I update most of the data only once a year, in the first two weeks of January. There are a few data items, like equity risk premiums, that I update more frequently and I will be specify those items. As a consequence of how often and when I update the data, the data has a few quirks that you should keep in mind. With market data, I try to update the numbers as of December 31 of the prior year. Thus my update in January 2016 included market capitalization and share price data as of December 31, 2015. With accounting data, there will be a lag, since the data for the calendar year is usually not available until April of the following year (at the earliest). Consequently, the last fiscal year (assuming that the company follows a calendar year) will be a year old, with the January 2016 update containing data for 2014, if it is a fiscal year data item. However, most of the statistics that I compute are based on the most recent twelve months of data available at the start of each year. Again, with companies that have calendar years, this will mean that the January 2016 last-12-month data will be from October 2014-September 2015.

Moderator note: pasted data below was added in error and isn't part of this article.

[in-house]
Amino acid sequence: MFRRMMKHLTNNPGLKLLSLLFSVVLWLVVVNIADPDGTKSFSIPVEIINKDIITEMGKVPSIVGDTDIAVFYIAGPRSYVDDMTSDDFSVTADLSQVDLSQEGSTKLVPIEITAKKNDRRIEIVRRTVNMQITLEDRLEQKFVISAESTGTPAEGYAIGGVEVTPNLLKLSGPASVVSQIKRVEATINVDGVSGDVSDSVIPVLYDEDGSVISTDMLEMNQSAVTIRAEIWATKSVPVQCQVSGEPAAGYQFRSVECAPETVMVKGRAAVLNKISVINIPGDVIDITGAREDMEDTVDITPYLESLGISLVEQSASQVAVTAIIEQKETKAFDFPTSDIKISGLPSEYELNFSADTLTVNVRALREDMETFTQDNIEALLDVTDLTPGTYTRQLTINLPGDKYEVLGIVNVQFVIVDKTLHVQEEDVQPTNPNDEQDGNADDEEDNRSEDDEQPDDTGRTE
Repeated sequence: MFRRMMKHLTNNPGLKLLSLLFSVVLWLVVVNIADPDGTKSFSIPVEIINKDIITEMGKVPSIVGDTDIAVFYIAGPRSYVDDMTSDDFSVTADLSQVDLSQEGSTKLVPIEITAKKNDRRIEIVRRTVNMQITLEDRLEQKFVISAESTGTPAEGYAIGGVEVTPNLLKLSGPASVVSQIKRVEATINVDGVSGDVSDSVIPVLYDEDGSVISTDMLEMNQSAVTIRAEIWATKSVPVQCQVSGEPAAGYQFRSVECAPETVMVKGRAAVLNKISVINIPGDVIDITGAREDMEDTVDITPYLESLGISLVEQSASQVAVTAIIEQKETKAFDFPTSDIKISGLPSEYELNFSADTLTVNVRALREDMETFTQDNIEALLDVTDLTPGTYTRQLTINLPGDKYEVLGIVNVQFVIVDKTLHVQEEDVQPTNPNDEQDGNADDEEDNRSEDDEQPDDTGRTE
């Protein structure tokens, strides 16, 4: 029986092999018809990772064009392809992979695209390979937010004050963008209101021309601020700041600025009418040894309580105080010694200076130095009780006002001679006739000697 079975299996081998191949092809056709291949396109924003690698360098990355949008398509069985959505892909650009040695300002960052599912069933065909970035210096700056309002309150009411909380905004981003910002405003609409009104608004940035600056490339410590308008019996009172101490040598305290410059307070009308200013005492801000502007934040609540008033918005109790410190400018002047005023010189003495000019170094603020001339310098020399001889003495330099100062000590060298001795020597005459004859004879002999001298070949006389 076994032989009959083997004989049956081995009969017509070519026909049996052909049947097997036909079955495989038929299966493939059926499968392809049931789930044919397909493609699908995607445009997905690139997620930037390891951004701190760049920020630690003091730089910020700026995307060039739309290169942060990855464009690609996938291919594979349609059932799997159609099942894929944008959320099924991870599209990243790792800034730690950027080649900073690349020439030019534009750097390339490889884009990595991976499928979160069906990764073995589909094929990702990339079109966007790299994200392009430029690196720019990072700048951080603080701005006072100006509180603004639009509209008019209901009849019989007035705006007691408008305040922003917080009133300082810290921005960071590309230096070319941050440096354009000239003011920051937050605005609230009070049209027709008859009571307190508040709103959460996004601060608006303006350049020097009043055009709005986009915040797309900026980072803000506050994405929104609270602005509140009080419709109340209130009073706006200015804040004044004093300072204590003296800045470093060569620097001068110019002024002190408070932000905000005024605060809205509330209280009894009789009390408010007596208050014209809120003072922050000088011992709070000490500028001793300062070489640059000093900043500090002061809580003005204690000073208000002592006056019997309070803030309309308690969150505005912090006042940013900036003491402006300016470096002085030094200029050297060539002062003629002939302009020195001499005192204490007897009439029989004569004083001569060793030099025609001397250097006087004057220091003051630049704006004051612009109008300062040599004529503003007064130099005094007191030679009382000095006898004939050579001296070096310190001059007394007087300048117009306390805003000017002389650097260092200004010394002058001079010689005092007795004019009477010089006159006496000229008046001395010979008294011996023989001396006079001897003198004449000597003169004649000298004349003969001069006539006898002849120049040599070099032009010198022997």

I am dependent upon my data sources for my data, and I draw on many: Bloomberg, Morningstar, Capital IQ and Compustat. I am deeply grateful to have access to this data but I do want to raise your awareness of three issues that follow:
- Data errors: The first is that if the data service makes a mistake, I do as well. I cannot check the raw data on 40,000+ individual companies. To be honest, the effect on sector averages will be small, given the size of the sample, but for individual companies, that is not the case.